Under more benevolent rulers, the question of how to fight it remains. There have been suggestions to bar state media channels from broadcast, but regulations fail to solve the underlying problems (and you can’t regulate every state media website). The only way to fight it is to have an engaged citizenry which can recognise the signs of propaganda, and treat it with the scepticism which it deserves.

The rise of citizen journalist isn’t all bad news for mass media

Reading Time: 3 minutes

I discussed Yochai Benkler’s The Wealth of Networks a few weeks back – a seminal text which predicts (amongst other things) the weakening of mass media in the face of a growing ‘prosumer’ movement. If some of Benkler’s other prophecies have not come true (most pointedly the death of intellectual property), the change of media from a one-way street to a two-way discussion most certainly has.

Benkler, however, didn’t predict that support for the mass media would collapse so profoundly. Just under a third of Americans surveyed last year in a Gallup poll had even a fair amount of trust in the mass media, compared to 40% a year before. That disbelief is much more pronounced amongst Republicans (at 14% trust down from 32% in 2015), but even Democrats had slumped to 51% – the lowest on record. The last great drop in trust was in 2004, presumably a result of the Invasion of Iraq.

That lack of trust in legacy media has paved the way for a desire for authenticity, as embodied by citizen media. The sneering of the mass media establishment for those without the mantle of ‘professional journalist’ has lost much of its bite over the years, not least because the ‘amateur’ journalist have often proven quite capable. Consider the most notable example from 2004, when Little Green Footballs and other blogs were able to score one over Dan Rather, regarding George W. Bush’s military record.

As social networks have evolved, some of the most important work comes from formal teams rather than individual bloggers. Few sites embody this better than Bellingcat, which was started by British blogger Elliot Higgins in 2012 and which “uses open source and social media investigation to investigate a variety of subjects.” Like those involved in Rathergate nearly a decade previously, Higgins work investigating the Syrian civil war started as a personal project. Today, a team of analysts affiliated with the Atlantic Council cover a wide range of conflicts, supported by crowdfunding. That citizen journalists can complete investigative work – which is so often expensive, slow, and uncertain – means it can serve as a helpful adjutant to the pre-existing infrastructure of mass media investigations.

The citizen journalist might lack the name or the funding which the mass media offers, but they also avoid the clunky bureaucracy, red tape, and any ideological agenda imposed from atop.  All of this translates into a greater appreciation of authenticity, in which being a bit rough around the edges, or not being an expert in a field,  is seen as an advantage. Think of it as the vox pop, but this time it’s the common person asking the questions.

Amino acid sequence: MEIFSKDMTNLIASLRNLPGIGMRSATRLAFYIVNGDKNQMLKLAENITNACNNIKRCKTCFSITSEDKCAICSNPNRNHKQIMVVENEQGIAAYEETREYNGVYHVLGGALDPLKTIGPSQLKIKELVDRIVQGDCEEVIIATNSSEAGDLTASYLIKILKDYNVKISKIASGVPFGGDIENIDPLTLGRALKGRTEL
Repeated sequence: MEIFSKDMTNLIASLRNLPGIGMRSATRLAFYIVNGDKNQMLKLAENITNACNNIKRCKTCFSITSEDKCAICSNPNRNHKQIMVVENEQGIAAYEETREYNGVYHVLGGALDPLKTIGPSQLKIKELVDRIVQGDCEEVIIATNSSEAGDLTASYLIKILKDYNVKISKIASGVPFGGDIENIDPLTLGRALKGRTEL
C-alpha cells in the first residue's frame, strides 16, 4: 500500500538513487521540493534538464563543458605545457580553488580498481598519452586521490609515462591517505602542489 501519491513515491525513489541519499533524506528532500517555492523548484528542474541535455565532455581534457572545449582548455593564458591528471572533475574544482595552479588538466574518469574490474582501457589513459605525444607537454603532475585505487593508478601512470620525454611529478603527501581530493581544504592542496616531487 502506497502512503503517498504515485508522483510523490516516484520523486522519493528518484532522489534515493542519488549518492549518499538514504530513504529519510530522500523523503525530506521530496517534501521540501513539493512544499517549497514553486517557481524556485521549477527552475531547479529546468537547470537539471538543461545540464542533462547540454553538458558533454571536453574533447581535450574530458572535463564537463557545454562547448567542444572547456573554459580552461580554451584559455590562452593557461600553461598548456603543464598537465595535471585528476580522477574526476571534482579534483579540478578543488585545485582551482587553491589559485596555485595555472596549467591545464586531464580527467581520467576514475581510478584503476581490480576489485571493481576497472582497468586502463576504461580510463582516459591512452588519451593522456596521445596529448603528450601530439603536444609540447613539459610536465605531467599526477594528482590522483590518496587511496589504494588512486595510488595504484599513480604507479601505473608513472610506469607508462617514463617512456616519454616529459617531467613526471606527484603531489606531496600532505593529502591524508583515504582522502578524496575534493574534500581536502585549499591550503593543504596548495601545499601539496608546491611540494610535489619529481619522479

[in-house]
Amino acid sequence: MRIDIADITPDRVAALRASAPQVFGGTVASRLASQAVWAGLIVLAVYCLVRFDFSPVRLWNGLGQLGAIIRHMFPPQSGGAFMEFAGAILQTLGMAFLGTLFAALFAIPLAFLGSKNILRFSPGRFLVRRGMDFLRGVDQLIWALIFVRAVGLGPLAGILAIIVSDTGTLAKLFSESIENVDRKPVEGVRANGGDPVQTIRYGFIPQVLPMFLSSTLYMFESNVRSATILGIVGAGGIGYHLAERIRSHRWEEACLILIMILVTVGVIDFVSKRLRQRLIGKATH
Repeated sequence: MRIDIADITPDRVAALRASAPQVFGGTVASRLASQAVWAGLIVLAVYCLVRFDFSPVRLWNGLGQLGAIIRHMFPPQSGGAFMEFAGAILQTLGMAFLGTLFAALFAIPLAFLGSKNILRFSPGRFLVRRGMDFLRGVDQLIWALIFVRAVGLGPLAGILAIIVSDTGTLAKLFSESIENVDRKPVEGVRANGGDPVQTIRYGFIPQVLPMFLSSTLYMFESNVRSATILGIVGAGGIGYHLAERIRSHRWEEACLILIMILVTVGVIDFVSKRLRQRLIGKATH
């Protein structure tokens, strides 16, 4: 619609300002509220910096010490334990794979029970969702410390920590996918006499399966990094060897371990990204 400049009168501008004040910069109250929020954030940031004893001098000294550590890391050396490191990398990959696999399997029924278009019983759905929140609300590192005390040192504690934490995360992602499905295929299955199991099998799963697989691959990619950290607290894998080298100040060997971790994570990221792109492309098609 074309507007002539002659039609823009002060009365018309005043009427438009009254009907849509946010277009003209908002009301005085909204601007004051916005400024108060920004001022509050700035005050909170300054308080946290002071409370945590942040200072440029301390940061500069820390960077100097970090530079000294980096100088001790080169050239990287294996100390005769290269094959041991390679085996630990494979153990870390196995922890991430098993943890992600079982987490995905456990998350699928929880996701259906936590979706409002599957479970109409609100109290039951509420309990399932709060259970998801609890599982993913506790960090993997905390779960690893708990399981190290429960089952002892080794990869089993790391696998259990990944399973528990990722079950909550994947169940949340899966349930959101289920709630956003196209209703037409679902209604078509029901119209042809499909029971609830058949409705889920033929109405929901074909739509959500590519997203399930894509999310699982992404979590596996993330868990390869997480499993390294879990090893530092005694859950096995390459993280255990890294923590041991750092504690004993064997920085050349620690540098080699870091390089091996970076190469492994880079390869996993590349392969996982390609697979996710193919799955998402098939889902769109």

And yet to place too much faith in authenticity can lessen an interest in verification. As the idea of journalism and political activism has become mixed up, that idea of authenticity has also helped to empower an industry of fake news, who can hawk lies and half-truths on the basis that they are saying what the mainstream media will not. Mike Cernovich, the former men’s rights activist and conspiracy theorist turned Breitbart correspondent, hosts a Patreon for his ‘high impact journalism’, peddling alt right canards including white genocide in South Africa and covert media support Hillary Clinton. Cernovich makes heavy use of Periscope, which offers the same sort of ‘unmediated’ experience as Trump’s tweets.

Even further to the fringe, Alex Jones of InfoWars has perfected aggrieved authenticity as a marketing gimmick. Jones’ violent outbursts against liberals, satanists, and assorted nasties are notorious (including one scene in which he rips his t-shirt off on camera), but they perform a kind of rawness which is rarely found in the mass media. Screaming about demonic possession or challenging random members of the public to fight is so far out of the realms of normal, mass media behaviour that it bolsters Jones’ claim to be unfettered.

It would be unfair to say that the media establishment is not immune to failures or deliberate deceptions by reporters or editors. Checks and balances don’t always work, and to ignore criticisms by the public is arrogant at best, business suicide at worst. So it is encouraging to see when citizen journalism and the mass media work in tandem. At the Washington Post, David Farenthold’s reporting of Trump’s donations relied heavily on working with a broad audience via social media. The idea of sending a reporter around the country looking for a painting would raise an editor’s eyebrow, though probably not their wallets. Instead, Farenthold was able to mobilise a massive group of individuals who previously could only have been involved with journalism through the letters page of a paper or magazine.

A more permanent hybrid currently in the works is WikiTribune, founded by Jimmy Wales of the Wikipedia foundation. “Articles are authored, fact-checked, and verified by professional journalists and community members working side by side as equals,” it claims. If WikiTribune works, it could be the missing link between authenticity and verification we need. Only time will tell, but even if such a high minded example does not play out, we can expect to see a fruitful partnership between the mass media and citizen journalists in years to come – one of the few antidotes to false news and misinformation.